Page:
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Defiance - Ostinato in White - Review

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Defiance, “Ostinato in White,” was written by Bryan Q Miller and was directed by Allan Arkush. Both are familiar names from last season. Despite the excitement of some grisly murders, I found this episode a bit slow, for reasons that I’ll elaborate on below. The episode does set up some power changes to come. I won’t lie though, my major disappointment in the episode definitely stems from the fact that I wanted to see Datak’s (Tony Curran) homecoming! But those shifts in power needed this episode to really set them up.

The episode begins with an Indogene – that looked an awful lot like Yewll (Trenna Keating) being chased through the darkened streets of Defiance and attacked. Of course, as we soon learn, the Indogene was brutally murdered, by what they think may be a wild animal. I felt less stupid for thinking it was Yewll when Samir (Raymond Ablack) and Yewll discover during the autopsy that it is Yewll’s clone. Actually, Samir asks the logical question of how they can know who is the clone, which just pisses Yewll off. I like him.

Meanwhile, after the credits, we go directly to an all too familiar scene in Defiance – another funeral/memorial. Ostinato means a musical phrase that is repeated over and over again. And here we see the major power shift. Nolan (Grant Bowler) is no longer the hero. He knows it and so does everyone else. He screwed up big time and people died. Datak on the other hand has suddenly gone from traitor and terrorist to hero – for everyone except Alak (Jesse Rath) anyway. I also highly doubt that Amanda (Julie Benz) will be too quick to forgive his past sins either. Bowler is very good in this scene as we see the usually brash Nolan really faltering and doubting himself.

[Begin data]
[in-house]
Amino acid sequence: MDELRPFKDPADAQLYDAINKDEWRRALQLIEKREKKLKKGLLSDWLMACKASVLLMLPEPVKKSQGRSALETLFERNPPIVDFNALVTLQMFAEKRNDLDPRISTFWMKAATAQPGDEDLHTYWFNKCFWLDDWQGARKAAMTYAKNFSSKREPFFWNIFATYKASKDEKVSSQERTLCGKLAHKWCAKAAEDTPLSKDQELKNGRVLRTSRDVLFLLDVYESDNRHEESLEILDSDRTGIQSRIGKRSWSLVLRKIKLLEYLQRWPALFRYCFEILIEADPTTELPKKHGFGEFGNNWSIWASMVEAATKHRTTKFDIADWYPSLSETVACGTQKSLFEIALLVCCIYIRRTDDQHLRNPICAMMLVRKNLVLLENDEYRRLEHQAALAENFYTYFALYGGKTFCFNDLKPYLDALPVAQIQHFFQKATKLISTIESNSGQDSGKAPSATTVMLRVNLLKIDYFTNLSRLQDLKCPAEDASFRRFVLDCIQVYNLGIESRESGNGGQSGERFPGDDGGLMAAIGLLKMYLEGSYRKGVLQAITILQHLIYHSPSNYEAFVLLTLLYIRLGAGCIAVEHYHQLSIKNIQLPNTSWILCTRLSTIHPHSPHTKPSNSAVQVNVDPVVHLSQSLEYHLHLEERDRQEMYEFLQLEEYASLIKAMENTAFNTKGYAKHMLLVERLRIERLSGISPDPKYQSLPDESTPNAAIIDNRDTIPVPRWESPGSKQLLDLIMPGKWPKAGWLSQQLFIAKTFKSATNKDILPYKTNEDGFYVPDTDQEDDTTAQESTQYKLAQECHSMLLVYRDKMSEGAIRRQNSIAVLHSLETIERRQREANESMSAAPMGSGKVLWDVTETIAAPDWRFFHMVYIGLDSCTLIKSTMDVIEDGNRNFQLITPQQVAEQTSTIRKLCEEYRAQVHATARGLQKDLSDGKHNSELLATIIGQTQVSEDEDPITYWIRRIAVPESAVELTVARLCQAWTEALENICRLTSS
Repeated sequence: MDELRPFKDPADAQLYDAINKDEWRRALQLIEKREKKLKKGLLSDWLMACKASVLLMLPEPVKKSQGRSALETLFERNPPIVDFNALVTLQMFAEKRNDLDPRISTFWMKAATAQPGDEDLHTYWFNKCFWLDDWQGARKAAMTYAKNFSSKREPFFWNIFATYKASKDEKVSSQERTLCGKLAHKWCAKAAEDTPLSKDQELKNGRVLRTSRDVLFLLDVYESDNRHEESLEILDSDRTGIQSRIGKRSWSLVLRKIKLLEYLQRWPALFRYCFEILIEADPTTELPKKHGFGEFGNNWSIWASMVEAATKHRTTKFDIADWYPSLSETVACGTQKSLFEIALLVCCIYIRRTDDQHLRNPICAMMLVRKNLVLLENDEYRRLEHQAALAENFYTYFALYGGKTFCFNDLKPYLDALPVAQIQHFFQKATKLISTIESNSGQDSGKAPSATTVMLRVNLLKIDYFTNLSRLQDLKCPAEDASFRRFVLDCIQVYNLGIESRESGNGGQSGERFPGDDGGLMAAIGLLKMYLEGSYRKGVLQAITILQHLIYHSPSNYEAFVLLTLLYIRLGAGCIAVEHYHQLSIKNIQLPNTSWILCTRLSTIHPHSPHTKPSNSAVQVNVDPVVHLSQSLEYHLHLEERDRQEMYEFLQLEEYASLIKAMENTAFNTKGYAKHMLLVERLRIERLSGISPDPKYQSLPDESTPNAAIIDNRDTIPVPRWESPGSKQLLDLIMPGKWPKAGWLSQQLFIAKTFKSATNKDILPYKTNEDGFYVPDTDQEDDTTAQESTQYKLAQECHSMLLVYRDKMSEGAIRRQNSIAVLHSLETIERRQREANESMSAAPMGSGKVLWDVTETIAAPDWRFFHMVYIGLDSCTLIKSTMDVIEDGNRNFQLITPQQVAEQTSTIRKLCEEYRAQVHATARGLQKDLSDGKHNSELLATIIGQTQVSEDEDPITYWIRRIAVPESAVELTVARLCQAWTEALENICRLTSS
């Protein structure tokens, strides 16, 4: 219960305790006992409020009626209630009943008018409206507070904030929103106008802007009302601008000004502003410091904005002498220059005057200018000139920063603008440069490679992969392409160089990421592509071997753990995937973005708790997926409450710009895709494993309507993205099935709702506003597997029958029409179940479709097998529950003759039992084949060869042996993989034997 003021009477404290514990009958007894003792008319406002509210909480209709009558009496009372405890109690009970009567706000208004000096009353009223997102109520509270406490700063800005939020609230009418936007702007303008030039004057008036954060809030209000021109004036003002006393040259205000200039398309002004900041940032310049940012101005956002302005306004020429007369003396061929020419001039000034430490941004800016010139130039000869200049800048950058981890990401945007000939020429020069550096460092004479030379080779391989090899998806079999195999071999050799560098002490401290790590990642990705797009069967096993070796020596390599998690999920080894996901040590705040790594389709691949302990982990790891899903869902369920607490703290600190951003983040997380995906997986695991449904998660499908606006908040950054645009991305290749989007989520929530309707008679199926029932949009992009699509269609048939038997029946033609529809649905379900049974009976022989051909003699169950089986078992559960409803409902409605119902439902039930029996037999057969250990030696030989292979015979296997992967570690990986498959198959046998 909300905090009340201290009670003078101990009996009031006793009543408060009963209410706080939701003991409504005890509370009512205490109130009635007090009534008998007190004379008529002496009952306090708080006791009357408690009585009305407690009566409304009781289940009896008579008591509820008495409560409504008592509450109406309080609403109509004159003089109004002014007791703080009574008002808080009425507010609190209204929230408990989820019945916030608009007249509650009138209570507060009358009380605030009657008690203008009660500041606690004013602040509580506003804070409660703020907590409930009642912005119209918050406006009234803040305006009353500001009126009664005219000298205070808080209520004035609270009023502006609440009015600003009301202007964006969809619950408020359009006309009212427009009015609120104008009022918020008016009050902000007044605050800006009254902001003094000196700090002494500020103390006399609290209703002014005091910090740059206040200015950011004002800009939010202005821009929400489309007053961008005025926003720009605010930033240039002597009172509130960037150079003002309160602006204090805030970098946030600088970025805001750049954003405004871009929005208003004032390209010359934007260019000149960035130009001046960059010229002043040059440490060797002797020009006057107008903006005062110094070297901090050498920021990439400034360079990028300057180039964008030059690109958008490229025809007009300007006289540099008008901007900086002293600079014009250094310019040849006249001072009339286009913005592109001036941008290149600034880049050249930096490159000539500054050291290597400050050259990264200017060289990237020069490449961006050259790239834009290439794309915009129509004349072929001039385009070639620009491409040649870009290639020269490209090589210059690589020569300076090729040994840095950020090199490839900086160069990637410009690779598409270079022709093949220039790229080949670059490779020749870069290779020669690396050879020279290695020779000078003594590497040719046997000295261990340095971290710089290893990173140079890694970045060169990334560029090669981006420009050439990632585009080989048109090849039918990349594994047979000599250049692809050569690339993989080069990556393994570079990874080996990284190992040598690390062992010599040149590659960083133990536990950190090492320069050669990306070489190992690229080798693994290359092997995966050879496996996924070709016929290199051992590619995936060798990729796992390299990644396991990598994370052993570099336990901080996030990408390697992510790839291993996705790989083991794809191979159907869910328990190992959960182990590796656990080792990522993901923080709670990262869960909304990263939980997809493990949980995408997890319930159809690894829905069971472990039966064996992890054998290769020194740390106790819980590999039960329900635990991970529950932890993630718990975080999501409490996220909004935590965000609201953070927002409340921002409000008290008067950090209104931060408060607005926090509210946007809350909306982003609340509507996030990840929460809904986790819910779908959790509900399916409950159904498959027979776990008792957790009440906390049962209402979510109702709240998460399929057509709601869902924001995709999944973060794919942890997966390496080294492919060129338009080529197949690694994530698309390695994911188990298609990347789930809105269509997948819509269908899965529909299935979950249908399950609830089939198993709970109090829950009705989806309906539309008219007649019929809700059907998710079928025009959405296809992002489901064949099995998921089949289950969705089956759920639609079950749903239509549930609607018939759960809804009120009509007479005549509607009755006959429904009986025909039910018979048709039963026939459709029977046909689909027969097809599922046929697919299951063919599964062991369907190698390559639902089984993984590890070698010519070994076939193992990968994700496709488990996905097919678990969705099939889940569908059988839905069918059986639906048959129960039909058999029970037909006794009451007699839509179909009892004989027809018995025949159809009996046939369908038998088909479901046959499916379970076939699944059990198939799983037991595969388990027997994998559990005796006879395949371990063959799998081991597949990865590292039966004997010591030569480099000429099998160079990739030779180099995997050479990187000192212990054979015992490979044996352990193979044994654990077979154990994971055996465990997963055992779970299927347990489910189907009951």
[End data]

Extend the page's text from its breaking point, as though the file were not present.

While I liked this first scene with Nolan, I found the rest of his story in this episode tedious in the extreme as he wallows in self-pity. Irisa (Stephanie Leonidas) tries to prevent Nolan from taking Zero’s gun back to Hinder (Tony Nappo), but Nolan insists. Hinder is grieving his son and initially pulls a gun on Nolan before letting him in. Nappo has been excellent in his short run here. Nolan tries to make things better by using platitudes but eventually just tells Hinder not to lose himself. Hinder seems impressed that Nolan came to see him when Nolan admits he’s not going to the families of any of the others killed. Of course, Nolan feels guilty about not living up to his promise to keep Zero safe. In the end, he goes to Hinder not to help Hinder but to get absolution for himself. He does nothing to help Hinder, who Nolan finds dead by suicide at the end of the episode.

Irisa is left to investigate the murder and even has to send Nolan away when he goes off half-cocked and shoots a raccoon. Nolan further wallows in self-pity and we are subjected to a lengthy – it certainly felt lengthy, though I didn’t time it – musical montage as he drinks and visits the memorial. He ends up drunk back at the office where Kindzi (Nichole Galicia) finds him and tries to seduce him. Amanda shows up at the office, looking for his help to confront T’evgin (Conrad Coates) but has to leave him to sober up and go in the morning. When T’evgin tells them there will be no more killings, Amanda is willing to leave, but Nolan once more does the wrong thing and pulls a gun on T’evgin, who easily defeats him. The episode ends with Nolan’s drunken discover of Hinder’s hanging body. He’s let Hinder down again by not being there for Hinder.

T’evgin approaches Alak after the memorial and Alak tells him that he knows the Omec knows where Stahma (Jaime Murray) is. Alak tells him to tell her that while Amanda may have pardoned her, he hasn’t, and he thinks she is both a coward and a murderer. Murray is wonderful in this episode as we see a power shift in her too. She’s always had the upper hand with Datak – society and Alak have always loved her best and accepted her. She is clearly devastated to learn of Alak’s feelings as well as learning of Datak’s death – or so she thinks.